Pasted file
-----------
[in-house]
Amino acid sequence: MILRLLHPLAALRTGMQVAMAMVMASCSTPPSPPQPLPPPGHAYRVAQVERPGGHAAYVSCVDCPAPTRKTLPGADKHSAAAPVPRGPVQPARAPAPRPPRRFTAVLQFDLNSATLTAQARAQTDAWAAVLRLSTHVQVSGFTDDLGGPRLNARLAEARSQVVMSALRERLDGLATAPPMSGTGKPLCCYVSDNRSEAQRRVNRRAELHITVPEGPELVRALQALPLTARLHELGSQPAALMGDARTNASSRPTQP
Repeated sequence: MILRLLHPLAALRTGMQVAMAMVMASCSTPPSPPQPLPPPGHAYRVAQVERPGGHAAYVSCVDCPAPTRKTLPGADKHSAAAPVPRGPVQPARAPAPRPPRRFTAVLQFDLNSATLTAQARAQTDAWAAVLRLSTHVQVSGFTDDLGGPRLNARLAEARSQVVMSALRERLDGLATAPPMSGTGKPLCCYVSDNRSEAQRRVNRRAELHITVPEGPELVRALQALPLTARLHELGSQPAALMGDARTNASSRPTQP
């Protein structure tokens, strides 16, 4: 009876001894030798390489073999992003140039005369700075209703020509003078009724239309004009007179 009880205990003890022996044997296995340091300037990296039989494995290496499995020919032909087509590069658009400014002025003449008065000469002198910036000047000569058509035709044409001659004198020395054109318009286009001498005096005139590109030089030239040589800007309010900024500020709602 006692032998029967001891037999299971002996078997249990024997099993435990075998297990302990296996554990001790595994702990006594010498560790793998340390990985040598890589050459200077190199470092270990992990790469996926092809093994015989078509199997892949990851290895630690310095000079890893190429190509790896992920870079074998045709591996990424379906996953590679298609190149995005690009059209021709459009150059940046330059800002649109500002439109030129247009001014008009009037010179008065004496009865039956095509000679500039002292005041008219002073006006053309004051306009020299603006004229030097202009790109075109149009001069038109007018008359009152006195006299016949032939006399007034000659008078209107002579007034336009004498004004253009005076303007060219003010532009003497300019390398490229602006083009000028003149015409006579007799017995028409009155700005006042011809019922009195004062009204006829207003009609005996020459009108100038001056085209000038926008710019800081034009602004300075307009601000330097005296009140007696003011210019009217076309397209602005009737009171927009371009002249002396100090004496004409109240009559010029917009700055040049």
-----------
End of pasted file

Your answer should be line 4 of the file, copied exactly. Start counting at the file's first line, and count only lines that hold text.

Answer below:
């Protein structure tokens, strides 16, 4: 009876001894030798390489073999992003140039005369700075209703020509003078009724239309004009007179 009880205990003890022996044997296995340091300037990296039989494995290496499995020919032909087509590069658009400014002025003449008065000469002198910036000047000569058509035709044409001659004198020395054109318009286009001498005096005139590109030089030239040589800007309010900024500020709602 006692032998029967001891037999299971002996078997249990024997099993435990075998297990302990296996554990001790595994702990006594010498560790793998340390990985040598890589050459200077190199470092270990992990790469996926092809093994015989078509199997892949990851290895630690310095000079890893190429190509790896992920870079074998045709591996990424379906996953590679298609190149995005690009059209021709459009150059940046330059800002649109500002439109030129247009001014008009009037010179008065004496009865039956095509000679500039002292005041008219002073006006053309004051306009020299603006004229030097202009790109075109149009001069038109007018008359009152006195006299016949032939006399007034000659008078209107002579007034336009004498004004253009005076303007060219003010532009003497300019390398490229602006083009000028003149015409006579007799017995028409009155700005006042011809019922009195004062009204006829207003009609005996020459009108100038001056085209000038926008710019800081034009602004300075307009601000330097005296009140007696003011210019009217076309397209602005009737009171927009371009002249002396100090004496004409109240009559010029917009700055040049």